Kongming’s Archives News Intermission
President Obama Descended from Cao Cao!
Thank you for visiting Kongming’s Archives! While we normally wouldn’t trouble you like this with news details of any sort—even if it is to share details about a Romance of the Three Kingdoms movie or the discovery of Cao Cao’s tomb—but this story is just too great to pass up, even though a number of you don’t live in the United States. If you’re not interested, continue on to Kongming’s Archives!
Around July 20, 2009 you may have heard that President Obama received Dallin Oaks, chairman of the Church of Jesus Christ of Latter-day Saints Genealogical Committee, at the White House. During the meeting Mr. Obama was presented with his own genealogical records, spanning five large leather-bound volumes. Mr. Obama was born in Kenya and his mother, Stanley Ann Dunam, hails from Kansas.
Although these records were not immediately available to the public this event sparked interest in his family line, which is readily available through Ancestor Hunt, a front-end to the Mormon Church’s database, and like anyone else, he has some interesting people in his family history. Among them: Cao Cao.
Although details are slim at this point it seems the intermarriage between Obama’s other ancestors and descendants of the Cao clan took place in the 1700s. The event received little acknowledgement until last week when a caller to conservative talk show host, Rush Limbaugh, brought it up in discussion and, laughing, described Cao Cao in accordance with the villainous role he plays in Romance of the Three Kingdoms.
“Cao Cao, well […] he is a snake. He brought [about the] decline of the Han through self-serving interest and he has gone down in Chinese history as one of the country’s worst villains. He has been used time and time again as an example of what not to do. If you think of it, this makes sense—perhaps it’s in his blood? The war, I mean.”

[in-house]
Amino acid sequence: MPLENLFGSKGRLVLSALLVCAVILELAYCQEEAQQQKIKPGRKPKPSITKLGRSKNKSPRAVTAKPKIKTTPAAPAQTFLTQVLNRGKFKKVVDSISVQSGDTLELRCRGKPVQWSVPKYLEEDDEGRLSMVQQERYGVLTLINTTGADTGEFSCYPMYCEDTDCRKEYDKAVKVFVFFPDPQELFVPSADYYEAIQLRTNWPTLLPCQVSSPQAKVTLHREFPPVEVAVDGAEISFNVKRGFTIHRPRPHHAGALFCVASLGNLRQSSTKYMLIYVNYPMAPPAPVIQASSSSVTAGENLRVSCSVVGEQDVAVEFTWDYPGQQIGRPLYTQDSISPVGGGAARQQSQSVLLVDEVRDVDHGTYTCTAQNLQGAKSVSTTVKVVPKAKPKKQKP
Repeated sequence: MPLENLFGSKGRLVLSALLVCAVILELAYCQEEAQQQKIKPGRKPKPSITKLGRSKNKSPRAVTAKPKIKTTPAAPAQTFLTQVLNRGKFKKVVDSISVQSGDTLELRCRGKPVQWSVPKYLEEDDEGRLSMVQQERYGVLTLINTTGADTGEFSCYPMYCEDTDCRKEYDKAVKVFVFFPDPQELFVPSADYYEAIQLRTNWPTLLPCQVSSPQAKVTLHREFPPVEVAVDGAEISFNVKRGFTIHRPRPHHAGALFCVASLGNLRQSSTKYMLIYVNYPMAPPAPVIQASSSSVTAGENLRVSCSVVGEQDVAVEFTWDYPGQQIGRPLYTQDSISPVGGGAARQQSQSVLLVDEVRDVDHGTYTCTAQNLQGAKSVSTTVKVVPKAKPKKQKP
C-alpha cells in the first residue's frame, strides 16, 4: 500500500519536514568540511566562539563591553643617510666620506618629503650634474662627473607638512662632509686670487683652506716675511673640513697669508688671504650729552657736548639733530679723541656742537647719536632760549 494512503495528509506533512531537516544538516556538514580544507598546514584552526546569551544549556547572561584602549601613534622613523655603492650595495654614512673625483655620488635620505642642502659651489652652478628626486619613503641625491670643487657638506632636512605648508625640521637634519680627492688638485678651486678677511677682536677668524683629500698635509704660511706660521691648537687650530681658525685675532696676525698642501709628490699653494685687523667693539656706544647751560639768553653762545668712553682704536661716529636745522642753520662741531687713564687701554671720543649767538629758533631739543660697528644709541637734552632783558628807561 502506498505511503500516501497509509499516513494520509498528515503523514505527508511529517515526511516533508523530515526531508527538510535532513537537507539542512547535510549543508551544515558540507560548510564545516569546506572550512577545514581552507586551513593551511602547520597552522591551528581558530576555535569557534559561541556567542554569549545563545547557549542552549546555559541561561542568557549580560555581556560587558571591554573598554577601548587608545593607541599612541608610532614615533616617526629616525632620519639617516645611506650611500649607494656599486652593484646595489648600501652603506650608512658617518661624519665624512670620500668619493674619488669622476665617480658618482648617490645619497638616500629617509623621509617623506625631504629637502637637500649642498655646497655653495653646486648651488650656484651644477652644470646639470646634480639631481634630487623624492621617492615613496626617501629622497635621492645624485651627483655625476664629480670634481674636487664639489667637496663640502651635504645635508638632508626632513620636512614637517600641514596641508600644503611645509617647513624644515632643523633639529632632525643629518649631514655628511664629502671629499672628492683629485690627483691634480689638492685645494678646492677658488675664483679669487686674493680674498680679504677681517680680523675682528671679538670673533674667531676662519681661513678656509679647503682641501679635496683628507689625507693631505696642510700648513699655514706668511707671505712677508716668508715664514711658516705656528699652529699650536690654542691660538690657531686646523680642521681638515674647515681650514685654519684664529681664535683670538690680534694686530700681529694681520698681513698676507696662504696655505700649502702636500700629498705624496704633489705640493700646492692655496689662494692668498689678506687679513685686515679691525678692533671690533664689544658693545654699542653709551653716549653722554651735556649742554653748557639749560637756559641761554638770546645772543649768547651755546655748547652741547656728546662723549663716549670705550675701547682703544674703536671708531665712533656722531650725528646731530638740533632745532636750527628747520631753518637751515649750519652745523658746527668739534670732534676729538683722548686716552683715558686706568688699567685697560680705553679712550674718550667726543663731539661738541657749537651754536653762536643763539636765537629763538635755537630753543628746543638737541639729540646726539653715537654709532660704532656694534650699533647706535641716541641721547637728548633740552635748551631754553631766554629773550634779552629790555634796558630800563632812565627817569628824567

The story circulated among talk-show programs for a few days, though mostly in a light-hearted manner, though two hosts went so far as to make ties to Mr. Obama being “unamerican,” or played off the popular portrayal of Cao Cao to tie negative connotations to his present-day actions.
Asked in passing mention by a reporter, Speaker of the House Nancy Pelosi responded, “We have more important things to worry about—like the 500 million Americans losing their jobs each month we don’t take steps to solve this economic crisis.”
Chinese state news agency Xinhua reported enthusiastically on the matter, observing that perhaps it might bring about some positive news at a time when stresses between Google and China, along with the White House and China, have been strained over civil rights issues and censorship. “We hope people will take some time to learn about Cao Cao […] rather than believe a [negative personification].”
George W. Bush observed, “One of the things important about history is to remember the true history.”
Former United States Senator Ted Stevens, who has become an internet celebrity after his thorough explanation of how the internet works, cautioned about extensive discussion of unimportant topics as we should, “ensure we do not clog the tubes at a time when so many important issues face our nation.”
“Yeargh!” responded Howard Dean.
But We Are Pleased
Congratulations on your unexpected family tree, Mr. Obama.
Would you like a complimentary copy of the Three Kingdoms?